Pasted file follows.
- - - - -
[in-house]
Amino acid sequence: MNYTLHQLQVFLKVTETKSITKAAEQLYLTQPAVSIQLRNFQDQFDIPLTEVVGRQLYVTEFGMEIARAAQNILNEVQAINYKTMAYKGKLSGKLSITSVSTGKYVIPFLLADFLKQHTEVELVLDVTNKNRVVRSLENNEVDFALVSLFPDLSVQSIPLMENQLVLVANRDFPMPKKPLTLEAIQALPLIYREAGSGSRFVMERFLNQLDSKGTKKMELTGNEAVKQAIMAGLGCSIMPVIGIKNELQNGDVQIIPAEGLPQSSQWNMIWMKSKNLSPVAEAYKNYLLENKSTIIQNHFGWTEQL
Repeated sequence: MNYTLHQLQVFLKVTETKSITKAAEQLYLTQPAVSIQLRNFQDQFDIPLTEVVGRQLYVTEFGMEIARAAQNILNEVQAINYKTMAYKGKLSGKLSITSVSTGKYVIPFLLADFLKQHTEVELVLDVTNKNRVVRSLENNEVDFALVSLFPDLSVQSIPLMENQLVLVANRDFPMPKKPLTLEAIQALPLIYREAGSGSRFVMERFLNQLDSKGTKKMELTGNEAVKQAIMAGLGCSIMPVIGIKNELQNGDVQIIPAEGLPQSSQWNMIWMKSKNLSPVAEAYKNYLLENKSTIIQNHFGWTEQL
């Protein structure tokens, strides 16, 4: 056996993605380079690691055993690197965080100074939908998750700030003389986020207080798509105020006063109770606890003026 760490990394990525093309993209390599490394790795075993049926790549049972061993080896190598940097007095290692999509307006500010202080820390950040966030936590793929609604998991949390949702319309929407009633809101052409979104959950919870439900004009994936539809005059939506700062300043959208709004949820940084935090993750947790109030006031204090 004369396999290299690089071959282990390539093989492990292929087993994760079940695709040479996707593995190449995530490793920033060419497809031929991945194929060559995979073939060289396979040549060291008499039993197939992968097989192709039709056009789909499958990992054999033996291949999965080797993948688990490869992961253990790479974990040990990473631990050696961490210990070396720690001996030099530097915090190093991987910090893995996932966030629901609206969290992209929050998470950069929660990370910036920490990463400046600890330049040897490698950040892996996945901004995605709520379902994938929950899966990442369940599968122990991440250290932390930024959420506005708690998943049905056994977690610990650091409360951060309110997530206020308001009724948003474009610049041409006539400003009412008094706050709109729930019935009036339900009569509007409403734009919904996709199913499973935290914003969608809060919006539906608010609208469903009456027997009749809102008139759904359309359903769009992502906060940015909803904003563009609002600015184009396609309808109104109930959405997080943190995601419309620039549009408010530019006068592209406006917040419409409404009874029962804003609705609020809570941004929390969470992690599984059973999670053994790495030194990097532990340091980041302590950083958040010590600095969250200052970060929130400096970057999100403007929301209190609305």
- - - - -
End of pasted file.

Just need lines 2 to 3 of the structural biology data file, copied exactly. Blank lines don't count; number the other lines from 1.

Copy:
Amino acid sequence: MNYTLHQLQVFLKVTETKSITKAAEQLYLTQPAVSIQLRNFQDQFDIPLTEVVGRQLYVTEFGMEIARAAQNILNEVQAINYKTMAYKGKLSGKLSITSVSTGKYVIPFLLADFLKQHTEVELVLDVTNKNRVVRSLENNEVDFALVSLFPDLSVQSIPLMENQLVLVANRDFPMPKKPLTLEAIQALPLIYREAGSGSRFVMERFLNQLDSKGTKKMELTGNEAVKQAIMAGLGCSIMPVIGIKNELQNGDVQIIPAEGLPQSSQWNMIWMKSKNLSPVAEAYKNYLLENKSTIIQNHFGWTEQL
Repeated sequence: MNYTLHQLQVFLKVTETKSITKAAEQLYLTQPAVSIQLRNFQDQFDIPLTEVVGRQLYVTEFGMEIARAAQNILNEVQAINYKTMAYKGKLSGKLSITSVSTGKYVIPFLLADFLKQHTEVELVLDVTNKNRVVRSLENNEVDFALVSLFPDLSVQSIPLMENQLVLVANRDFPMPKKPLTLEAIQALPLIYREAGSGSRFVMERFLNQLDSKGTKKMELTGNEAVKQAIMAGLGCSIMPVIGIKNELQNGDVQIIPAEGLPQSSQWNMIWMKSKNLSPVAEAYKNYLLENKSTIIQNHFGWTEQL